BWW Review: More Than One Door Swings Open In A Funny And Thoughtful Play THE SANTA CLOSET From Houses On the Moon Theater Company

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BWW Review: More Than One Door Swings Open In A Funny And Thoughtful Play THE SANTA CLOSET From Houses On the Moon Theater Company

Christmas is fully represented on the stage in the small Teatro Círculo Theater. All is not quite normal though. On the left side of the stage there is a decorated tree with presents underneath. The same thing is duplicated on the right side except this group hangs upside down from the ceiling. Our world and the legend of Kris Kringle are turned upside down in The Santa Closet. Claire DeLiso's scenic design beautifully prepares the viewer for this topsy-turvy tale.

Written and performed by Jeffrey Solomon, The Santa Closet is an update of a 2009 Off-Broadway play. Santa Claus is Coming Out has been rewritten to reflect changes in our society since then. Every word, he promises, is based on real interviews with individuals and creatures. Mr. Solomon plays all of the parts. This story is thought-provoking and funny. The struggles are realistic and theatrical. Could Santa be gay?

Young Gary writes a letter to Santa. He wants a Sparkle Ann Doll. Action figures are boring since "you can't style their hair." Mom tells us that her son is "more sensitive... artistic." Dad always has to play the bad guy to protect him from bullying. The parents are standard issue types but are compassionately rendered to reflect inner turmoils and fears for their son.

Sidney is Santa's Jewish agent. He's the one who got Santa those Coca-Cola commercials all those years ago. He narrates part of this story. Sid is one of a parade of broad stereotypes. Gary's best friend is a young black girl. The elf foreman is a manly blue collar guy. There is an Italian man and a harsh family values woman who hates the "radical alphabet people." Mr. Solomon easily slips in and out of all of these characters as the tale unfolds.

When Gary fails to receive his beloved Sparkle Ann Doll, the next year he is extra good. "I cut all the plastic rings on Daddy's beer cans so the sea turtles do not get choked." His new Christmas request is Dream Date Norm, a shirtless, muscular Ken-like plastic doll. Fans of mockumentary films will find much of the tone here familiar and welcome. The play is agreeably silly with dashes of wink-wink snarkiness tossed in.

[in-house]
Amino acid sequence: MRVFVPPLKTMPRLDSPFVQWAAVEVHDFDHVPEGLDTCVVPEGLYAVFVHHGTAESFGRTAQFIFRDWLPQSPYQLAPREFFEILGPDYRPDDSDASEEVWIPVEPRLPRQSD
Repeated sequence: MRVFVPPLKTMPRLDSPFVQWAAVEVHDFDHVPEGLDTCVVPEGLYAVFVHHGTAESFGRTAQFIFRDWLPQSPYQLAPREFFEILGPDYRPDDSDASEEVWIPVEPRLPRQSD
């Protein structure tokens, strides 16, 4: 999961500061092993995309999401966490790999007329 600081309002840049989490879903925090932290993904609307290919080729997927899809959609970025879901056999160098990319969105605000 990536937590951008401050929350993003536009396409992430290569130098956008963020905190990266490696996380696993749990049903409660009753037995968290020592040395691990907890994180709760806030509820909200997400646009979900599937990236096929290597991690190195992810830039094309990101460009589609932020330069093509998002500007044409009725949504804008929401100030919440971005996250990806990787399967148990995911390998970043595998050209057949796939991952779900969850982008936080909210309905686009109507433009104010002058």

Rudolph makes an appearance. He is a founding member of the Misfit Task Force. The name was changed to the Christmas-Town Diversity Committee because Hermie the Dentist thought the word "misfit" could be offensive. One child writes to Santa and asks, "Why do gay people say, you better work it?" When the jokes land, they are often hilarious and good-spirited. Many laugh lines fall a little flat, unfortunately.

The best parts of The Santa Closet involve more serious philosophical questions. Santa was caught in a photograph as a participant in the Stonewall riots. Agent Sid has to hire an actress to play Mrs. Claus for damage control. (Her "nuances have nuances.") The plot morphs into a consideration of the legend of Santa Claus and what would happen if it were discovered he was a gay man.

There is a good deal of crisis imagined in Mr. Solomon's play. None of it seems far-fetched, sadly. How would parents react? The media? Children? Focusing a rainbow spotlight on the cherished Father Christmas makes for some thoughtful debate. Since the show presents this material in a fairly tame manner, families could watch this together and have interesting discussions afterward. The Santa Closet was inspired by the need to discuss LGBTQ issues with children. On that level, it succeeds.

The play is directed by Joe Brancato and Emily Joy Weiner. Mr. Solomon is a game performer who brings these characters to life. (My favorite was Gary's mother with the Italian a close runner-up.) The video projections are very well done. The Santa Closet has good intentions but the story does drag on as characters frequently rotate in and out of the story. Jokes miss as much as they hit. The concept is terrific, however. This modern parable might be even better realized as a mockumentary film with multiple actors creating a campy and insightful holiday treat.

The Santa Closet is running at Teatro Círculo until December 22, 2019.




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From This Author Joe Lombardi